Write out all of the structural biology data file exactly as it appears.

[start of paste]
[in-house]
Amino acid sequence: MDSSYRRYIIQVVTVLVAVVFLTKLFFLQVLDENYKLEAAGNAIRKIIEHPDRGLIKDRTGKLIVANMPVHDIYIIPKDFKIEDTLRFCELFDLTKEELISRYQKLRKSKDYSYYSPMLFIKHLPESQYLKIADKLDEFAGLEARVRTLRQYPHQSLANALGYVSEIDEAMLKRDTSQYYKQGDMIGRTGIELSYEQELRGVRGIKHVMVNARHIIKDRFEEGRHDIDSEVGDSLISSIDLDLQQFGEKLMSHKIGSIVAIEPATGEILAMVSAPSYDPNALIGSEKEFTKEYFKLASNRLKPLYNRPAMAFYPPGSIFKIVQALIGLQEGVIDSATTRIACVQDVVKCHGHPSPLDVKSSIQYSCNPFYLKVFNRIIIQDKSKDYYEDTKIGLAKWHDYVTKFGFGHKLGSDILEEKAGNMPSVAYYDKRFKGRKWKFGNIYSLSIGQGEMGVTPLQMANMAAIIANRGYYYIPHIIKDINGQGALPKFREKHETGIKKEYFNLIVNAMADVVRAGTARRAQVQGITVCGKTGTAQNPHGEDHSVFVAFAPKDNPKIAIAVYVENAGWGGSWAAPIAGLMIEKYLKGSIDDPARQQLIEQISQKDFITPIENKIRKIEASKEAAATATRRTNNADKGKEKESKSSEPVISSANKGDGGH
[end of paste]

[in-house]
Amino acid sequence: MDSSYRRYIIQVVTVLVAVVFLTKLFFLQVLDENYKLEAAGNAIRKIIEHPDRGLIKDRTGKLIVANMPVHDIYIIPKDFKIEDTLRFCELFDLTKEELISRYQKLRKSKDYSYYSPMLFIKHLPESQYLKIADKLDEFAGLEARVRTLRQYPHQSLANALGYVSEIDEAMLKRDTSQYYKQGDMIGRTGIELSYEQELRGVRGIKHVMVNARHIIKDRFEEGRHDIDSEVGDSLISSIDLDLQQFGEKLMSHKIGSIVAIEPATGEILAMVSAPSYDPNALIGSEKEFTKEYFKLASNRLKPLYNRPAMAFYPPGSIFKIVQALIGLQEGVIDSATTRIACVQDVVKCHGHPSPLDVKSSIQYSCNPFYLKVFNRIIIQDKSKDYYEDTKIGLAKWHDYVTKFGFGHKLGSDILEEKAGNMPSVAYYDKRFKGRKWKFGNIYSLSIGQGEMGVTPLQMANMAAIIANRGYYYIPHIIKDINGQGALPKFREKHETGIKKEYFNLIVNAMADVVRAGTARRAQVQGITVCGKTGTAQNPHGEDHSVFVAFAPKDNPKIAIAVYVENAGWGGSWAAPIAGLMIEKYLKGSIDDPARQQLIEQISQKDFITPIENKIRKIEASKEAAATATRRTNNADKGKEKESKSSEPVISSANKGDGGH